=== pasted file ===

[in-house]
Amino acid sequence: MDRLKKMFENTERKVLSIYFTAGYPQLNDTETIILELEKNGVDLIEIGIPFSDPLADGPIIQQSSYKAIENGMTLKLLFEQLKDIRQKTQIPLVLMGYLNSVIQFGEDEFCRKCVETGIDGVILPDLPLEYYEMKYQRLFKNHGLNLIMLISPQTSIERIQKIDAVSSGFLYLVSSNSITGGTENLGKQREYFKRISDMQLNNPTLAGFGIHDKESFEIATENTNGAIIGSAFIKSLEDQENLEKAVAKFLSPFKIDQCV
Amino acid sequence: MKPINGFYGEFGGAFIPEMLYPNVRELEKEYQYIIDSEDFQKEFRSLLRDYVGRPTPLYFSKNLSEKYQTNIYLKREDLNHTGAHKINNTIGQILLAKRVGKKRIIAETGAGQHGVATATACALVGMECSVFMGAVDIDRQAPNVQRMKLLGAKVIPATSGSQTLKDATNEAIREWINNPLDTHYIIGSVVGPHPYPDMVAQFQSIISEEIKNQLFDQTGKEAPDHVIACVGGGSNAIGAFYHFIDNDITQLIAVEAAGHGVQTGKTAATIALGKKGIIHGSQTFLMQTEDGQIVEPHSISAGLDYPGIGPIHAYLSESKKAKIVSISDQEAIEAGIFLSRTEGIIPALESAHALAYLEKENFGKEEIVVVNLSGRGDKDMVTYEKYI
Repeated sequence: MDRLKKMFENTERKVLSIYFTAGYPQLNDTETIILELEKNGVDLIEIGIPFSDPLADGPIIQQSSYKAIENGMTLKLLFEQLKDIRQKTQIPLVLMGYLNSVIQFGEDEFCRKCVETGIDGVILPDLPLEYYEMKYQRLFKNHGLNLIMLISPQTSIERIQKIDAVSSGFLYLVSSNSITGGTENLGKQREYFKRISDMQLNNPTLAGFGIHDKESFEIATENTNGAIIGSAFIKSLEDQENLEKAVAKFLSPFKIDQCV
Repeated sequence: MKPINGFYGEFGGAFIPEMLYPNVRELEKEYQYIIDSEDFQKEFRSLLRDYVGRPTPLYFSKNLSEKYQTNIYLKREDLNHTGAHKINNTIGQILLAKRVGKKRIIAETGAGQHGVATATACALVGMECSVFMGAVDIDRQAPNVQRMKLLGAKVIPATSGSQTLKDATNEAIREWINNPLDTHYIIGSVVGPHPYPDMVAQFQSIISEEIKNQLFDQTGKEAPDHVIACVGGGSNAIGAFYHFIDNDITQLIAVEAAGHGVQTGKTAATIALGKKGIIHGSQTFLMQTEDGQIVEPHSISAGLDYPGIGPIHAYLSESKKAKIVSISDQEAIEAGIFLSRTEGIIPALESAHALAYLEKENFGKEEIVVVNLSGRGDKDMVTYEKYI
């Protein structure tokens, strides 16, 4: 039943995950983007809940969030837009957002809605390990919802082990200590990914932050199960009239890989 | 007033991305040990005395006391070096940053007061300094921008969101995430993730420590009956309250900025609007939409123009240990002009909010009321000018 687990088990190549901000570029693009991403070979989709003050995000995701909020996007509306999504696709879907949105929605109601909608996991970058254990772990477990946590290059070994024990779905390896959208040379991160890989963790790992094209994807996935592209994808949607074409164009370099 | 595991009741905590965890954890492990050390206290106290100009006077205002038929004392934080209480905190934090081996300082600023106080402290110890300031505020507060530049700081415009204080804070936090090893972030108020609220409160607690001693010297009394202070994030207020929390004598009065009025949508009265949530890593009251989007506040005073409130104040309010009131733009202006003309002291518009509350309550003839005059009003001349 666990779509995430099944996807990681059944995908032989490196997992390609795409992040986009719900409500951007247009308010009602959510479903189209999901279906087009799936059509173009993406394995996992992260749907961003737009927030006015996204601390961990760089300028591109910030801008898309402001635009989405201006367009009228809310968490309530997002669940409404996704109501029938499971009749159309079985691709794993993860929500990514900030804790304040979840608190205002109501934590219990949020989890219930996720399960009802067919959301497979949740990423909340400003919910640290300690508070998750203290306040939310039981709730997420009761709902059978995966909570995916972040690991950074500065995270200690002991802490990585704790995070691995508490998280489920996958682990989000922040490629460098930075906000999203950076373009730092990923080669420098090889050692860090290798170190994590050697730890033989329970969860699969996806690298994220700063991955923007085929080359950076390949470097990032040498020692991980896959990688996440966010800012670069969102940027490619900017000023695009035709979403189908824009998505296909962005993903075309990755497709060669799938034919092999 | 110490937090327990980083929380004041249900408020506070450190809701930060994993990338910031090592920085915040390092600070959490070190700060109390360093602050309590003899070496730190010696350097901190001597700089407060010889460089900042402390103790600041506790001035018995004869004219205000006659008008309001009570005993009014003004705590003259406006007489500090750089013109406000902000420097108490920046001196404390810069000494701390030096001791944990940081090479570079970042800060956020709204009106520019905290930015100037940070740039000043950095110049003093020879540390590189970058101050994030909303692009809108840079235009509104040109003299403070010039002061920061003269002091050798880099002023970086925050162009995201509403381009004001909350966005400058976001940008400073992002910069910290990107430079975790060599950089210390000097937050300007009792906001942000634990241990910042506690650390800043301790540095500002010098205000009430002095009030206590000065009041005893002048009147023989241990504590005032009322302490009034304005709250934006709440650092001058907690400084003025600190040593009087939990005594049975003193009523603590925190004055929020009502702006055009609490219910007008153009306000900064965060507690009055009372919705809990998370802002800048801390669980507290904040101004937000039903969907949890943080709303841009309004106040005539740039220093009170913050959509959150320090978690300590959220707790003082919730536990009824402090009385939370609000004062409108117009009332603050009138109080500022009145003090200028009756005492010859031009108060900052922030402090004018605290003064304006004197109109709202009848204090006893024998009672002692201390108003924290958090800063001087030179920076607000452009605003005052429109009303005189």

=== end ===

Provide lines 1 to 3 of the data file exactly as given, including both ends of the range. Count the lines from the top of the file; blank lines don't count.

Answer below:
[in-house]
Amino acid sequence: MDRLKKMFENTERKVLSIYFTAGYPQLNDTETIILELEKNGVDLIEIGIPFSDPLADGPIIQQSSYKAIENGMTLKLLFEQLKDIRQKTQIPLVLMGYLNSVIQFGEDEFCRKCVETGIDGVILPDLPLEYYEMKYQRLFKNHGLNLIMLISPQTSIERIQKIDAVSSGFLYLVSSNSITGGTENLGKQREYFKRISDMQLNNPTLAGFGIHDKESFEIATENTNGAIIGSAFIKSLEDQENLEKAVAKFLSPFKIDQCV
Amino acid sequence: MKPINGFYGEFGGAFIPEMLYPNVRELEKEYQYIIDSEDFQKEFRSLLRDYVGRPTPLYFSKNLSEKYQTNIYLKREDLNHTGAHKINNTIGQILLAKRVGKKRIIAETGAGQHGVATATACALVGMECSVFMGAVDIDRQAPNVQRMKLLGAKVIPATSGSQTLKDATNEAIREWINNPLDTHYIIGSVVGPHPYPDMVAQFQSIISEEIKNQLFDQTGKEAPDHVIACVGGGSNAIGAFYHFIDNDITQLIAVEAAGHGVQTGKTAATIALGKKGIIHGSQTFLMQTEDGQIVEPHSISAGLDYPGIGPIHAYLSESKKAKIVSISDQEAIEAGIFLSRTEGIIPALESAHALAYLEKENFGKEEIVVVNLSGRGDKDMVTYEKYI